As for going around curves, I suspect the American Bridge Company's fixtures or whatever they are called allowed the load to rotate a bit.


Richard Townsend
Lincoln City, OR


-----Original Message-----
From: spsalso via Groups.Io <Edwardsutorik@...>
To: main <main@RealSTMFC.groups.io>
Sent: Sun, Mar 17, 2019 1:27 pm
Subject: Re: [RealSTMFC] PRR Flatcar


I do not believe the "brake-wheels" showing on the car sides actuate the brakes. Note that the far car has a vertical brake staff in the typical end location. The location of the "brake-wheels" gets me thinking they have something to do with adjusting the load supports. I do wonder how things worked when the cars encountered a curve. As in the full-train picture.


Ed

Edward Sutorik


Weight and sound in a Steam loco

Eric Hansmann
 

Pete Hall shares tips to install sound in a steam loco. He also added extra weight to help pull freight cars around. It's the latest post on the Resin Car Works blog.

http://blog.resincarworks.com/adding-weight-and-sound-to-a-steam-loco/



Eric Hansmann
RCW web guy


Re: NKP Consist

William Hirt
 

Though a little late for this list, GN train 1/88 wheel report on April 17, 1968 shows the train leaving Willmar MN with a WAG boxcar added at Willmar loaded with wheat routed Minneapolis - Galesburg IL - Denver CO with eventual delivery to Colorado Milling & Elevator Co. Obviously nowhere near the most direct route. Real wheel reports I have often show some really strange routings. One retired railroad official gave a talk I attended about freight routing pre-Staggers Act. Often times he said fast and damage free service provided a large deciding factor since the rates were pretty much the same no matter what route was chosen.

Bill Hirt

On 3/17/2019 12:36 PM, Tony Thompson wrote:

Schuyler Larrabee wrote:

Well, yeah, that’s true,. But the circuity would have been ridiculous.  They would have had to haul the car(s) to Mt Morris in NJ via Scranton.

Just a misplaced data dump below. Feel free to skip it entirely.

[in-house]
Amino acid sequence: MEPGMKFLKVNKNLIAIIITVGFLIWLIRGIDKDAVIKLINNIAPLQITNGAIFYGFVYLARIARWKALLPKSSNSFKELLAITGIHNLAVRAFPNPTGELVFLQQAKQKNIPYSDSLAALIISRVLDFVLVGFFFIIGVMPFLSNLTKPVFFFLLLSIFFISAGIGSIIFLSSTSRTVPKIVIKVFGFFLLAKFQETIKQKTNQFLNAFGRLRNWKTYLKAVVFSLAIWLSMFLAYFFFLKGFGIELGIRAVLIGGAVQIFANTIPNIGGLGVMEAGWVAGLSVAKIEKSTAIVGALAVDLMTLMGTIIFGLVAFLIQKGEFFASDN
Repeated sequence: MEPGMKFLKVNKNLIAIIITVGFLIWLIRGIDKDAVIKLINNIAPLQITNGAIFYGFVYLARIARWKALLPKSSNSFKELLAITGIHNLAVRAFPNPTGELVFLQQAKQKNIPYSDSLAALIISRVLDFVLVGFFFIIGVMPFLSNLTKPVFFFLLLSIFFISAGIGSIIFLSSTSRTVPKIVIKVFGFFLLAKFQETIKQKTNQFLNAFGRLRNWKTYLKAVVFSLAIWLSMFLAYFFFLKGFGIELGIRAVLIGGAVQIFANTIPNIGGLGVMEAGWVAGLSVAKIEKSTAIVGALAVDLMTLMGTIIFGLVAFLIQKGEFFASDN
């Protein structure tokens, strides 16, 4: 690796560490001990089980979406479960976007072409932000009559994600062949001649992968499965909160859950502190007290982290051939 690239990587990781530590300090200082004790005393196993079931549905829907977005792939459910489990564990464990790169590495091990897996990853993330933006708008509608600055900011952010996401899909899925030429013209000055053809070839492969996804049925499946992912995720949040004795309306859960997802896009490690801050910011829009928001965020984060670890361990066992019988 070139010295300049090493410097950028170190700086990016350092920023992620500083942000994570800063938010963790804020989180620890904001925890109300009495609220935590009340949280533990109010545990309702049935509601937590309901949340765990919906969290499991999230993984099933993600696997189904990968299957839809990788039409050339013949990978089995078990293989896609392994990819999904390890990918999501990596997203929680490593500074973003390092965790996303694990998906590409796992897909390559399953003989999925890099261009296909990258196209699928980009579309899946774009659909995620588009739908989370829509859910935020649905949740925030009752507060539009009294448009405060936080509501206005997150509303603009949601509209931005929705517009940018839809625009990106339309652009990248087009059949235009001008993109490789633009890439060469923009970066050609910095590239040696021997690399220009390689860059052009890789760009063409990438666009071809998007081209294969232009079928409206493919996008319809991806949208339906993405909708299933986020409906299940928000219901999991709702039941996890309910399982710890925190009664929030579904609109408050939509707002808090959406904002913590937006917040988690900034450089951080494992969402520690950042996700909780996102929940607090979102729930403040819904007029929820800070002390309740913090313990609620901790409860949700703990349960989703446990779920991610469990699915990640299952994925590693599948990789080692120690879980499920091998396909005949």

Welcome to real railroading, Schuyler. Shippers specified what they wanted, and many, many "circuitous" routings were in the "approved" lists. 


Re: need help: Southern low side gon lettering 1929

Eric Hansmann
 

Dave B,

I think you have the first panel correct. 

On the second panel, I believe the weight line starts with the location and weigh date. Then a WT and the weight.

The small lettering on the third panel might be a builder's badge. It could also be a special instruction.


B&O Eric

In TN



need help: Southern low side gon lettering 1929 On March 17, 2019 at 4:40 PM A&Y Dave in MD <dbott@...> wrote:

Hi all,

I need your interpretive eye help.  I'm going to create a Ghost decal for the gondola pictured below. Other than one rib off (8 instead of 9) the Ertl model is almost perfect for this number series (add a .005 gusset at each corner top and some archer rivets and choose some Yarmouth twist stirrups and other than the missing side rib, it's really close.  Yes, the Speedwitch Media 1937 gon (of which I have a couple of kits) may have the ribs, but I got 3 Ertl gons for $16 on eBay recently so I can live without the rib for the price difference in developing a fleet for my layout.